Beta
×

Welcome to the Slashdot Beta site -- learn more here. Use the link in the footer or click here to return to the Classic version of Slashdot.

Thank you!

Before you choose to head back to the Classic look of the site, we'd appreciate it if you share your thoughts on the Beta; your feedback is what drives our ongoing development.

Beta is different and we value you taking the time to try it out. Please take a look at the changes we've made in Beta and  learn more about it. Thanks for reading, and for making the site better!

Data Mining Shows How Down-Voting Leads To Vicious Circle Of Negative Feedback

KentuckyFC (1144503) writes | about 4 months ago

0

KentuckyFC (1144503) writes "In behavioural psychology, the theory of operant conditioning is the notion that an individual’s future behaviour is determined by the punishments and rewards he or she has received in the past. It means that specific patterns of behaviour can be induced by punishing unwanted actions while rewarding others. While the theory is more than 80 years old, it is hard at work in the 21st century in the form of up and down votes--or likes and dislikes--on social networks. But does this form of reward and punishment actually deter unwanted actions while encouraging good behaviour? Now a new study of the way voting influences online behaviour has revealed the answer. The conclusion is that that negative feedback leads to behavioural changes that are hugely detrimental to the community. Not only do authors of negatively-evaluated content contribute more but their future posts are of lower quality and are perceived by the community as such. What's more, these authors are more likely to evaluate fellow users negatively in future, creating a vicious circle of negative feedback. By contrast, positive feedback does not influence authors much at all. That's exactly the opposite of what operant conditioning theory predicts. The researchers have a better suggestion for social networks: "Given that users who receive no feedback post less frequently, a potentially effective strategy could be to ignore undesired behaviour and provide no feedback at all." Would /.-ers agree?"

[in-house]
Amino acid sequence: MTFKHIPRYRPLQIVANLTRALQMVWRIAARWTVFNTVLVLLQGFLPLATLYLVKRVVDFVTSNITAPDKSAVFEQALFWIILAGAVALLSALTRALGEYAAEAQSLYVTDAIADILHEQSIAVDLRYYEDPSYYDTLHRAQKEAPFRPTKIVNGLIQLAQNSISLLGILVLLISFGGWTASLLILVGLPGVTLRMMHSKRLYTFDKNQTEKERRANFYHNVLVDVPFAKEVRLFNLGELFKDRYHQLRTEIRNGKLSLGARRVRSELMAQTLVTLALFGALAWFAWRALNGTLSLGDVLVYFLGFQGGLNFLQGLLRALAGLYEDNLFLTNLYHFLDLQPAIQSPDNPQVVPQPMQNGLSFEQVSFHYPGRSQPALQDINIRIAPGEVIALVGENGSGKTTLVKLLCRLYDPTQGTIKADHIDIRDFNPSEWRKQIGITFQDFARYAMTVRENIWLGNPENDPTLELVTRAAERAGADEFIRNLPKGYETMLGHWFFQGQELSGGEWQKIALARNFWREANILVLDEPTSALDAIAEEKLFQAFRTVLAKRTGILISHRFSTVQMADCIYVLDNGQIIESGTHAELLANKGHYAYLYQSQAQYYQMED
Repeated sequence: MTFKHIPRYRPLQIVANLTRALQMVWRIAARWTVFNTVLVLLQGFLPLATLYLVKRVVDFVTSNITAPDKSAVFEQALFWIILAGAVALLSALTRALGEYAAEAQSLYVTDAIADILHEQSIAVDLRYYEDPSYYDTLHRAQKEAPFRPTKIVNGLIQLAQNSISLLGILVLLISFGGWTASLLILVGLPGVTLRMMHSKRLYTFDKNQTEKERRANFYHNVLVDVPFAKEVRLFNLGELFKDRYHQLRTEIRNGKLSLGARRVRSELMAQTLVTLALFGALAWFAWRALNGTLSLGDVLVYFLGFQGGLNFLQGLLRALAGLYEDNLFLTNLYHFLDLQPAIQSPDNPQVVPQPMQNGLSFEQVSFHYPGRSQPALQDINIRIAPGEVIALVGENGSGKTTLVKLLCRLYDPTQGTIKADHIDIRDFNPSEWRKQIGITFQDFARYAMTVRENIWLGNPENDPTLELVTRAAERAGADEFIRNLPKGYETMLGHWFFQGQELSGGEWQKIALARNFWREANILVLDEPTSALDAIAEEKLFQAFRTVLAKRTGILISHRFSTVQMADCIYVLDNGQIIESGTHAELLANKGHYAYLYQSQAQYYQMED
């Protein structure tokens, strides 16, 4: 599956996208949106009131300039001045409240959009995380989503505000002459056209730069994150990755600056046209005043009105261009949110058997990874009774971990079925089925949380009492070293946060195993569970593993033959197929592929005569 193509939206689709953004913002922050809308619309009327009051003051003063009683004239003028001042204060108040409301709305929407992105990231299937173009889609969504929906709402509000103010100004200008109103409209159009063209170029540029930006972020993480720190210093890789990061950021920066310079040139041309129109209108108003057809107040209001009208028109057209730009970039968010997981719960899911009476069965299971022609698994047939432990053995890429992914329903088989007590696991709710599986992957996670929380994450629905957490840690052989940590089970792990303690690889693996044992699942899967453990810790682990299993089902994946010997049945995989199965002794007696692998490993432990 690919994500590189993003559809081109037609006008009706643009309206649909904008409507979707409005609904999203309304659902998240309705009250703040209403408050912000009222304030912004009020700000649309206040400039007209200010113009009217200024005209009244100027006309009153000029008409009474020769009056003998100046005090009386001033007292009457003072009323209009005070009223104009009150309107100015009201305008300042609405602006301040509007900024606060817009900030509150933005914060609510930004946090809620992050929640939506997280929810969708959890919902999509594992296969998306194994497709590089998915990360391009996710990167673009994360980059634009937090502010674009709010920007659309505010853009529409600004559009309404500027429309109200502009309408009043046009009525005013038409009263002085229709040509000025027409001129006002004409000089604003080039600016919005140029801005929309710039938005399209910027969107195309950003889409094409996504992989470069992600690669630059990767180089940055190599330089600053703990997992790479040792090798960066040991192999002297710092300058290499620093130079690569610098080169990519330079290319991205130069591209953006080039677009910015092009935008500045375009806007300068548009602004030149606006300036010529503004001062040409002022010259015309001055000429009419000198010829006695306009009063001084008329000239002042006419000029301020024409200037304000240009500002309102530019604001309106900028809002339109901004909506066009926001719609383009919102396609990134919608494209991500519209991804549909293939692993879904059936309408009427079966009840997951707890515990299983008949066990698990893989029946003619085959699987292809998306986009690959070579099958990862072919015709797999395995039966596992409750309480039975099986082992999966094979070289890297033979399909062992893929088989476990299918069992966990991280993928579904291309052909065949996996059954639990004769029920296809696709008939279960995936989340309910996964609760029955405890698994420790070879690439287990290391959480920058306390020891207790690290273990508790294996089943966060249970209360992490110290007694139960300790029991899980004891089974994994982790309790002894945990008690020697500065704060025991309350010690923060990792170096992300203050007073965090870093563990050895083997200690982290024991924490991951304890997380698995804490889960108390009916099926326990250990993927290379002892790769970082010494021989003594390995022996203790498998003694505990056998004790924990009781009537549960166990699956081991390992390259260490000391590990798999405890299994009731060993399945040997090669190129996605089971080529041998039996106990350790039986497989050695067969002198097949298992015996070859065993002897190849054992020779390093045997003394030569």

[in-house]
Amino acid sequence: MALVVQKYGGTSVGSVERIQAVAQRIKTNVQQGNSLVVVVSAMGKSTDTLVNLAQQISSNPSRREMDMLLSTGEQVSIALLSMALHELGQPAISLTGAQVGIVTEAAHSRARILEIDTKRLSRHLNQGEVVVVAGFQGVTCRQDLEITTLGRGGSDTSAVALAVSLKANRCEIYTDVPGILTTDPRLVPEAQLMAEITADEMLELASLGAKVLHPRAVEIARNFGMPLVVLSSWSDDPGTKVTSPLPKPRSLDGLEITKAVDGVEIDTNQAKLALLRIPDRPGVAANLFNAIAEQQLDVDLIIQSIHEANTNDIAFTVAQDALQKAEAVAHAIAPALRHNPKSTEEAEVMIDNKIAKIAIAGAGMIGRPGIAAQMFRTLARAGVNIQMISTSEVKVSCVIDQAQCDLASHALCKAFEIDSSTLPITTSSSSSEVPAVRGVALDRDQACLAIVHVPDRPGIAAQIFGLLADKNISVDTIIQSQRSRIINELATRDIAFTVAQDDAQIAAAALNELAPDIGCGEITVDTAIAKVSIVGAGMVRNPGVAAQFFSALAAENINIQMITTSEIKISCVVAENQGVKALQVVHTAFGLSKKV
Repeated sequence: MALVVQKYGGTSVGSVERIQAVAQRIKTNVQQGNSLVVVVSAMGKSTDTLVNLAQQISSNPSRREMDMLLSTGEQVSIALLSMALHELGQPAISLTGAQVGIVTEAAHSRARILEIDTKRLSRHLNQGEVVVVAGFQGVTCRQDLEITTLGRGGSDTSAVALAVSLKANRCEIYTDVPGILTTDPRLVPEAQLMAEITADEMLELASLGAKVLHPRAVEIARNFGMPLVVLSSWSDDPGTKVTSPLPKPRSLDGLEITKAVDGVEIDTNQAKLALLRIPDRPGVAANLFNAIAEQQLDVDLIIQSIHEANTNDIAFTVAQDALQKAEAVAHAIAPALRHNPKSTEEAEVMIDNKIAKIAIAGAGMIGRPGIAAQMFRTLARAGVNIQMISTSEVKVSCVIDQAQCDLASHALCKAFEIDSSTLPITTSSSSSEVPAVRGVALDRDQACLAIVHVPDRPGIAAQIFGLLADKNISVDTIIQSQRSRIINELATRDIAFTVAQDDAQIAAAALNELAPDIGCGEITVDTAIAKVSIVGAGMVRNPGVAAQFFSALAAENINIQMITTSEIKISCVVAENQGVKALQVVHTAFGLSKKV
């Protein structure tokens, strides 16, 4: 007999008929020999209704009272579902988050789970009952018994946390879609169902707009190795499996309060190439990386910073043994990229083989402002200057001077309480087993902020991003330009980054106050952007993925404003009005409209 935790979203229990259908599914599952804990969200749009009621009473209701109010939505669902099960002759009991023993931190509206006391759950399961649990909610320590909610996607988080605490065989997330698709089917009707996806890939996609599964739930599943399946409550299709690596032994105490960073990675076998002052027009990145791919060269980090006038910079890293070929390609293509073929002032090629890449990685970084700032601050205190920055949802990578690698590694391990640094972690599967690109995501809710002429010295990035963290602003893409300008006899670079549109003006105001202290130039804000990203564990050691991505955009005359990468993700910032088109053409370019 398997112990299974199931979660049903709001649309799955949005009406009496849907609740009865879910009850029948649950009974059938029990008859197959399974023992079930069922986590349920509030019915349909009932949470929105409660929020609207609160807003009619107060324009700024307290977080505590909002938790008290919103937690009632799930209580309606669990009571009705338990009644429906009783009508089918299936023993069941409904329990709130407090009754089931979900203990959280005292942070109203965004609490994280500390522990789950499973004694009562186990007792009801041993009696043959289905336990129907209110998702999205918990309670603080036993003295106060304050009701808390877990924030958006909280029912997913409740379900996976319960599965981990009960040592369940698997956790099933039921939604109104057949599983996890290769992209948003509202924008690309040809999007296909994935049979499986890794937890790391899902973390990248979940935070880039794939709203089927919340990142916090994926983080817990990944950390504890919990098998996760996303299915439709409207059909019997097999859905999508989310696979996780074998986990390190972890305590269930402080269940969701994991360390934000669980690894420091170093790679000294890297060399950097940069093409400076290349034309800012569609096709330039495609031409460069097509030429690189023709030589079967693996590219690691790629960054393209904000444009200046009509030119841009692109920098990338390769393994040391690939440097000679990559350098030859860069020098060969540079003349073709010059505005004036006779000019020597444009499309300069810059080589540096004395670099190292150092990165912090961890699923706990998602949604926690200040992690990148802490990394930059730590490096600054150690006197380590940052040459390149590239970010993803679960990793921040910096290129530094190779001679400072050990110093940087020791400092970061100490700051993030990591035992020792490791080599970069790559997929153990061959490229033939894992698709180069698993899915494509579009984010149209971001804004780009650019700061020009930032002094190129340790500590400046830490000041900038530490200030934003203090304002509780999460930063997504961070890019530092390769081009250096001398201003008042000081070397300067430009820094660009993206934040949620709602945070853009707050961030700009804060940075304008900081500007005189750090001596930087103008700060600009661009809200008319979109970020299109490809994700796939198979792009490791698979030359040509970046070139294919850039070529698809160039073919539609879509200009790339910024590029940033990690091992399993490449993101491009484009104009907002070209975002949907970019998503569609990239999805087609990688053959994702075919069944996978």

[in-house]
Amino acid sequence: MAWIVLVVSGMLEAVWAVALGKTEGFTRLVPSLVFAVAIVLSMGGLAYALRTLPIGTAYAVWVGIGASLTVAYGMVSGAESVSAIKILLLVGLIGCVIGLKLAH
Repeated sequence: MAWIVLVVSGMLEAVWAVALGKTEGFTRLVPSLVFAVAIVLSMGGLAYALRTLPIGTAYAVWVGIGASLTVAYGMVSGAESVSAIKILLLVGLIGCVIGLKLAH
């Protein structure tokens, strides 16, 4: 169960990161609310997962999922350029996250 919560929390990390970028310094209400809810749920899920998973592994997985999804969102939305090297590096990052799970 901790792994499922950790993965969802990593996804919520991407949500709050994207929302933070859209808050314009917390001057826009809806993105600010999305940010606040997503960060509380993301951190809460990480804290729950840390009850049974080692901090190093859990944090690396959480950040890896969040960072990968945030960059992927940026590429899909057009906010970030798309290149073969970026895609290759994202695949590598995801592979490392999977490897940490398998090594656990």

cancel ×

0 comments

Sorry! There are no comments related to the filter you selected.

Check for New Comments
Slashdot Login

Need an Account?

Forgot your password?